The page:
# Functional Skills: Mean, Median, Mode and Range

## Functional Skills: Mean, Median, Mode and Range Revision

**Mean, Median, Mode and Range**

The **mean**, **median** and the **mode** are different measures of the average value of a data set. The **range** is a measure of spread.

There are **5** skills you need to learn.

**Skill 1: Finding the Mean**

Whenever people talk about an average value, they are usually referring to the **mean**. To calculate the mean, we need to add up all the values and divide by the number of values:

\text{Mean} = \dfrac{\text{Total of values}}{\text{Number of values}}

**Note:** the mean is affected by outliers – values that lie far outside the rest of the data.

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**Skill 2: Finding the Median**

The median is the ‘middle value’ of a data set. In order to find the **median**, we first have to put the data in order of size. There are then two methods we can use:

- Cross out the first and last values, then the second and second last values and so on. Eventually we will be left with one or two numbers, depending on whether we had an odd or even number of values to begin with. If only one value is left, this is the median; if two values are left, the median is halfway between the two.
- Let the number of values we have to begin with be n. We can calculate the position of the median value using the formula:

\text{Median} = \dfrac{n+1}{2}

Whatever number the formula gives, we count that number along the list of values. If the formula gives us a decimal, e.g. 10.5, the median is half-way between the tenth and eleventh values.

**Skill 3: Finding the Mode**

The **mode** is the most frequent value in a data set. Finding the most is simple – just look for the value that occurs the most often.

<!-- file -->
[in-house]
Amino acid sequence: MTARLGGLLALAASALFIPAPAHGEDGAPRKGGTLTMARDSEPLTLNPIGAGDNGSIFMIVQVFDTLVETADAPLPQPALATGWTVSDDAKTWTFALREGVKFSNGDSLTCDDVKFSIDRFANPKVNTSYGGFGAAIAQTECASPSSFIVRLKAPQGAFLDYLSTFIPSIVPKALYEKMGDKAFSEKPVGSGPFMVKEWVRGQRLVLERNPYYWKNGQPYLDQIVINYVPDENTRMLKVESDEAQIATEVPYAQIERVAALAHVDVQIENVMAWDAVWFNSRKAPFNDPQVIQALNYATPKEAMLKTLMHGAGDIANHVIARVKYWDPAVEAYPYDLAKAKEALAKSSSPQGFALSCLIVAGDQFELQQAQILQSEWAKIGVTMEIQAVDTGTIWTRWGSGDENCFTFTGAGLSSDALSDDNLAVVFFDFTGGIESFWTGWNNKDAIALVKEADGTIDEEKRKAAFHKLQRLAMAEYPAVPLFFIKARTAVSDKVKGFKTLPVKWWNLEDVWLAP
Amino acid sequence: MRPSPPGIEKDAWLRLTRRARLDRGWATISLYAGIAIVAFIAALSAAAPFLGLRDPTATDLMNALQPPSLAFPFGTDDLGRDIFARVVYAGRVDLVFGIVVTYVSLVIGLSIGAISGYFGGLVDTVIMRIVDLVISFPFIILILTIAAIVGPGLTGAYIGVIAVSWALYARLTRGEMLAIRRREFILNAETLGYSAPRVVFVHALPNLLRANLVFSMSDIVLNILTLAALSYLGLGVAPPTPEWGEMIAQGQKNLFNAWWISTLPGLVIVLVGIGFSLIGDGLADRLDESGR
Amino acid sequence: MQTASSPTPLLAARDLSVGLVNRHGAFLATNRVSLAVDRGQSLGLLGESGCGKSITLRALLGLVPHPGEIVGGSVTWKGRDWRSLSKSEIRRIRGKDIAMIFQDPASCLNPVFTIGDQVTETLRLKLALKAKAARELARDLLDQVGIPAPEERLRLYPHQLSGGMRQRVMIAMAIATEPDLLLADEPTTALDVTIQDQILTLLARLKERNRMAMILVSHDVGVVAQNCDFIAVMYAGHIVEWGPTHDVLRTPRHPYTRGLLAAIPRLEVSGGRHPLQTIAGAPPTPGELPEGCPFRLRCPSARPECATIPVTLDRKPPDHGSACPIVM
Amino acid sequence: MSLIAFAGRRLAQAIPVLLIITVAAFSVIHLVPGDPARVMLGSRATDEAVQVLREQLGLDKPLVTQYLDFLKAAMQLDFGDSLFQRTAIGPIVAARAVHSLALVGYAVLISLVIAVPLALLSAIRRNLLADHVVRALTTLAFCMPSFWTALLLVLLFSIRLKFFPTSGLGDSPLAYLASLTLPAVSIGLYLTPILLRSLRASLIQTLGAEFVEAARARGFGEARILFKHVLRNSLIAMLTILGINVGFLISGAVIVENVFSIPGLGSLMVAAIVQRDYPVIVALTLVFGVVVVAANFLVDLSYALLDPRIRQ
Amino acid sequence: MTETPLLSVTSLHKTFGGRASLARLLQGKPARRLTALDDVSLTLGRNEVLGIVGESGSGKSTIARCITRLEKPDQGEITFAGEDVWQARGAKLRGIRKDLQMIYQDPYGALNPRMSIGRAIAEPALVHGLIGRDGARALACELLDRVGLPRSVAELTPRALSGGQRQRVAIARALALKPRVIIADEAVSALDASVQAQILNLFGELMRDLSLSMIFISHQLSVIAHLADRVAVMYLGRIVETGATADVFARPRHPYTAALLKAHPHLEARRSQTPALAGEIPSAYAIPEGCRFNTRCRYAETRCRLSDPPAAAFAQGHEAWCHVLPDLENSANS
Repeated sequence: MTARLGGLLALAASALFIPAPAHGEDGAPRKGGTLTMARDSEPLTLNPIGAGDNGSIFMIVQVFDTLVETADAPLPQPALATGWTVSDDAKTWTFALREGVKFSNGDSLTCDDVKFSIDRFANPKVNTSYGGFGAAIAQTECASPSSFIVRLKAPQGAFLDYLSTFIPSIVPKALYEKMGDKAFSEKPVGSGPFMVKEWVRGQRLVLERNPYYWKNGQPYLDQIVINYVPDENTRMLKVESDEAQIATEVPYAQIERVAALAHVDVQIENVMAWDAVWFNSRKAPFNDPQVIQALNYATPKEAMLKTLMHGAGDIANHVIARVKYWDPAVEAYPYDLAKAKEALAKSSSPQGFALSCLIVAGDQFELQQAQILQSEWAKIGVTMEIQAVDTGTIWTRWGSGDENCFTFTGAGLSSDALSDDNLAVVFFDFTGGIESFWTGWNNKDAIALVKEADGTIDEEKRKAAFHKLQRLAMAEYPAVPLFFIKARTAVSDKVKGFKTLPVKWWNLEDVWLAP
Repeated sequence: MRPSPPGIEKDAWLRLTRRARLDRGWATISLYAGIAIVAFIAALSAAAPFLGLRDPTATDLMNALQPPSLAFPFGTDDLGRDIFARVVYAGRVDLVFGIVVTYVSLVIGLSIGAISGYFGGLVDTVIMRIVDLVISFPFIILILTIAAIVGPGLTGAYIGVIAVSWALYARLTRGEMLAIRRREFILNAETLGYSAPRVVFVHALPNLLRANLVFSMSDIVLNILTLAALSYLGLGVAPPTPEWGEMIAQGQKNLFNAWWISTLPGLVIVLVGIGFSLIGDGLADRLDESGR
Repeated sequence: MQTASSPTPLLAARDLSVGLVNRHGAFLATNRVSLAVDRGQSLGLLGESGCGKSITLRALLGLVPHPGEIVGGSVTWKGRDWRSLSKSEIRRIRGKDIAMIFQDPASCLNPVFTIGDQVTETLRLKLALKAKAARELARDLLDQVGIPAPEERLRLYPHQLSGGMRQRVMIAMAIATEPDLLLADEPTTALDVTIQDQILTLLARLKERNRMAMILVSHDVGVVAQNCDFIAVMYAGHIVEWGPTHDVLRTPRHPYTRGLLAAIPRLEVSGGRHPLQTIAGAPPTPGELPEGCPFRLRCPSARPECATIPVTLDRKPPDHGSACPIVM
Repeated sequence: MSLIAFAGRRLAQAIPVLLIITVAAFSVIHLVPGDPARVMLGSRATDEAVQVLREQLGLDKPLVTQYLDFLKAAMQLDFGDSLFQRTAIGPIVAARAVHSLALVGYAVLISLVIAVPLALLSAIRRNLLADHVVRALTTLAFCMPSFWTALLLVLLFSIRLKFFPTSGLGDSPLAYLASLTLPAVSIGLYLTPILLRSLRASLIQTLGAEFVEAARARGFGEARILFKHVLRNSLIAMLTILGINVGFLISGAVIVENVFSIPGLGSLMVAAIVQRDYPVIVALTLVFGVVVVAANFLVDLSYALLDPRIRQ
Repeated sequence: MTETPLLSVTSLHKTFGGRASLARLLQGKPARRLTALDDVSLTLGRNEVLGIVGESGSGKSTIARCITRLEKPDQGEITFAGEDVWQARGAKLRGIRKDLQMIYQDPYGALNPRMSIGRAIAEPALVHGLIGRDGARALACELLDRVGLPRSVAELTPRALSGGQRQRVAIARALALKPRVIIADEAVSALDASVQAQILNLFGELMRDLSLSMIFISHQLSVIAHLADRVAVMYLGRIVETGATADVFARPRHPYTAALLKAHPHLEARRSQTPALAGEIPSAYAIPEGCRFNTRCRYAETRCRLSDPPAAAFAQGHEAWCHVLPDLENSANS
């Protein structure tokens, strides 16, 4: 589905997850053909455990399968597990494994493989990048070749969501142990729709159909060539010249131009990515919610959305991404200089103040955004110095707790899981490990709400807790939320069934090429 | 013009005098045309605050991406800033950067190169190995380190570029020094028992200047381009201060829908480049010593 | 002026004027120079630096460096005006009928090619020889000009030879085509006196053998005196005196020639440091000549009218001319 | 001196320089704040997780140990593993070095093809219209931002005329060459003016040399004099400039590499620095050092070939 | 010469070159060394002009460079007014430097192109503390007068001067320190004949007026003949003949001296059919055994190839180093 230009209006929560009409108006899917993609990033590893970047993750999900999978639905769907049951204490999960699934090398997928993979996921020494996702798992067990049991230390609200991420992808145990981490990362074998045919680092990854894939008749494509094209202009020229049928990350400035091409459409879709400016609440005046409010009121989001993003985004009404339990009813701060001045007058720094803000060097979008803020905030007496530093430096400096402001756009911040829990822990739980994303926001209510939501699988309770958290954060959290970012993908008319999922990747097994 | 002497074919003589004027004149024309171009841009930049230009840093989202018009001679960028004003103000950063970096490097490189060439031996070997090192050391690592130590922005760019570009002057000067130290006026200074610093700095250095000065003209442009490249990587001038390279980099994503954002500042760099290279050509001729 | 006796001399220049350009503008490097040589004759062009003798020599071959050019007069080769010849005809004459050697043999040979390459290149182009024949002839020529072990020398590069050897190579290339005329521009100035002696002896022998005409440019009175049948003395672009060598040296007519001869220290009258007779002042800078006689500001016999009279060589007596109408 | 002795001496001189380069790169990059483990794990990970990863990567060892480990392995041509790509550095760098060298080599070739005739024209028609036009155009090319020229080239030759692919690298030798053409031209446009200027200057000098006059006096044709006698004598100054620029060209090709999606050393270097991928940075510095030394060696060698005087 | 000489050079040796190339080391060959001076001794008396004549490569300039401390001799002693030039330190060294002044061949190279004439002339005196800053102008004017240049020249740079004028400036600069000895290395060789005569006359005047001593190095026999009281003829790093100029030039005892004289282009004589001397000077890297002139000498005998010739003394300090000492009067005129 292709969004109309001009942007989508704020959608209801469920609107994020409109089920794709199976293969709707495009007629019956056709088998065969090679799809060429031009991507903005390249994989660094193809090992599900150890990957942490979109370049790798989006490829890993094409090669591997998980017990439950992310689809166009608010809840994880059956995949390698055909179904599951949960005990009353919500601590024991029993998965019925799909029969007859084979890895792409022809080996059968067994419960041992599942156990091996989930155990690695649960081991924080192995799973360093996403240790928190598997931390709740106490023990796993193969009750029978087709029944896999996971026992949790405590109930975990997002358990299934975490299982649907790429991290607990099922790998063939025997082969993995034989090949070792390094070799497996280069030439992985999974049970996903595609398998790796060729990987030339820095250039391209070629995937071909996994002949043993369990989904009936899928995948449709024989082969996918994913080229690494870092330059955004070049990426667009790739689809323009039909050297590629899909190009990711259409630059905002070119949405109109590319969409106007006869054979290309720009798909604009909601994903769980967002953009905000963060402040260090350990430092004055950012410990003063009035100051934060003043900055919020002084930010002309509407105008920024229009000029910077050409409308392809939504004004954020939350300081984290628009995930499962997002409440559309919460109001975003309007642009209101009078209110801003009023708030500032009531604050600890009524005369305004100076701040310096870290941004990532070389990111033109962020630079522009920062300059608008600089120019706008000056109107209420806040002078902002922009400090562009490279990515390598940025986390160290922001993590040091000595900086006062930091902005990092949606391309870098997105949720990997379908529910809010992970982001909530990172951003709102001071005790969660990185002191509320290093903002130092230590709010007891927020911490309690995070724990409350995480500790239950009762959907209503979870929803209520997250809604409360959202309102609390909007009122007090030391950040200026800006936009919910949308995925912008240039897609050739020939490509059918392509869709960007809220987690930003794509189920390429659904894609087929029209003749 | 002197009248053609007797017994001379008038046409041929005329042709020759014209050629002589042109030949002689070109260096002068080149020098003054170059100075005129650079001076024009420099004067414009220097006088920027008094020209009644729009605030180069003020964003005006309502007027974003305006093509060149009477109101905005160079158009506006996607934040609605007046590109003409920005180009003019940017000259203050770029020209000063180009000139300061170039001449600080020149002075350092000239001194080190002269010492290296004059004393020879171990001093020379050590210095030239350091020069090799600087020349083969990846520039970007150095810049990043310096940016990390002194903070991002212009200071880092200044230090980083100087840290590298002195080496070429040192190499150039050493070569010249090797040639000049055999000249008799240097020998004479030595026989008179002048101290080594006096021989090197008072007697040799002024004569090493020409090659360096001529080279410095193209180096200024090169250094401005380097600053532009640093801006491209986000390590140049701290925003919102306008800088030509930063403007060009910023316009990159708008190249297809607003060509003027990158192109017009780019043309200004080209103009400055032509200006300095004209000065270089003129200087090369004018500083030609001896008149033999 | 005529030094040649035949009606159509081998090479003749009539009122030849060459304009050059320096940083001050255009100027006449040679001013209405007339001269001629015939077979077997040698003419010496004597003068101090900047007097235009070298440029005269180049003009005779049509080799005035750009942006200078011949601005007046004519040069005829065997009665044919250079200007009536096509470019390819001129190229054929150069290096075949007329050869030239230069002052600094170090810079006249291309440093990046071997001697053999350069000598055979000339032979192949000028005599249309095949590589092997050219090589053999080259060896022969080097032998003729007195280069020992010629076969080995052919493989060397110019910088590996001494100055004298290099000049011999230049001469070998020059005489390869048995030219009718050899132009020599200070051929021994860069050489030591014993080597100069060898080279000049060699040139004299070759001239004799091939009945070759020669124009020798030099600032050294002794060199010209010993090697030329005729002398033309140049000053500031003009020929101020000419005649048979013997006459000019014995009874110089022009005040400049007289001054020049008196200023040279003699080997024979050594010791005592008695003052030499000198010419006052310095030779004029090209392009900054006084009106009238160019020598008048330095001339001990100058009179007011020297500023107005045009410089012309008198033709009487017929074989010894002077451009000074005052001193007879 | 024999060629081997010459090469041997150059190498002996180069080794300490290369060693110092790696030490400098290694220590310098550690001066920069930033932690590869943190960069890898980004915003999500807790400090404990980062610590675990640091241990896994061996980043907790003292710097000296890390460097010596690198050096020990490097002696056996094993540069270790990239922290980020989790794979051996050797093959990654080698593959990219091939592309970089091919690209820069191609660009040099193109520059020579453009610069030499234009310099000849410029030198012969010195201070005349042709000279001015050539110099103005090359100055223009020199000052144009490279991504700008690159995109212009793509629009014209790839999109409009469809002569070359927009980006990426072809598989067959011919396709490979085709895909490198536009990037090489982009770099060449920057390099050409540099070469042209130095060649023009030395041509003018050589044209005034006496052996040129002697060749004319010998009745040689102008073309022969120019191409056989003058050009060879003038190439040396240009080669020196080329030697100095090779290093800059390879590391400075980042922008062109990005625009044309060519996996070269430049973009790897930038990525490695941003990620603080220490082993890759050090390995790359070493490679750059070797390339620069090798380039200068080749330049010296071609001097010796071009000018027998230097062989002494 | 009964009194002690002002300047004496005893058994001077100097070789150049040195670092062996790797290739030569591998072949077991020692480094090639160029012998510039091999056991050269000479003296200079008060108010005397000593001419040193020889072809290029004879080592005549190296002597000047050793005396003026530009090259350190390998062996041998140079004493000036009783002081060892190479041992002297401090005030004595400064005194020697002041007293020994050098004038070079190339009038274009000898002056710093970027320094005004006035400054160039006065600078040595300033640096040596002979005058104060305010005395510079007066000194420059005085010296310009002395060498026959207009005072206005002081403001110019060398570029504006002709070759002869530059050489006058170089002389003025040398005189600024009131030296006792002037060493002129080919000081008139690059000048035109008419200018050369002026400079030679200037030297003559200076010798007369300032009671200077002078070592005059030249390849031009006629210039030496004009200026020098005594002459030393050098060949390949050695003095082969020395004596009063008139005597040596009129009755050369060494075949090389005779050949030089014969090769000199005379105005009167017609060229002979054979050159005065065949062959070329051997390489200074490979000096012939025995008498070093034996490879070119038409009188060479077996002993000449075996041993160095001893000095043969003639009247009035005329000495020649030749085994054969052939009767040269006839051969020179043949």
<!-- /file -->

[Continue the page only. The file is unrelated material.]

**Note:** it is possible to have more than one mode or no mode at all if there are no repeated values.

**Skill 4: Finding the Range**

Unlike the mean, median and mode, the **range** isÂ **notÂ **a type of average. The range is a measure of spread – it tells us how spread out our data is. To find the range, we subtract the smallest value from the largest value:

\text{Range} = \text{Largest value}-\text{smallest value}

**Skill 5: Using Averages to make Predictions**

You can use averages to make **estimates and predictions**. You have to make assumptions when making predictions.

**Example:** Jordan spends Â£120 on food in January, Â£220 on food in August and Â£200 on food in November.

Calculate the mean to estimate how much Jordan spends on food in one year.

Calculate the mean by adding up the values and dividing by 3:

mean = \dfrac{Â£120+Â£220+Â£200}{3} = \dfrac{Â£540}{3} = \textcolor{red}{Â£180}

Now, assume that Jordan spends \textcolor{red}{Â£180} each month.

Then, an estimate for the total amount of money Jordan spends on food in one year is:

\textcolor{red}{Â£180} \times 12 = \textcolor{blue}{Â£2160}

**Example 1: Finding the Mean and Range**

Ryan measures his height and the height of six of his friends. Their heights in cm are: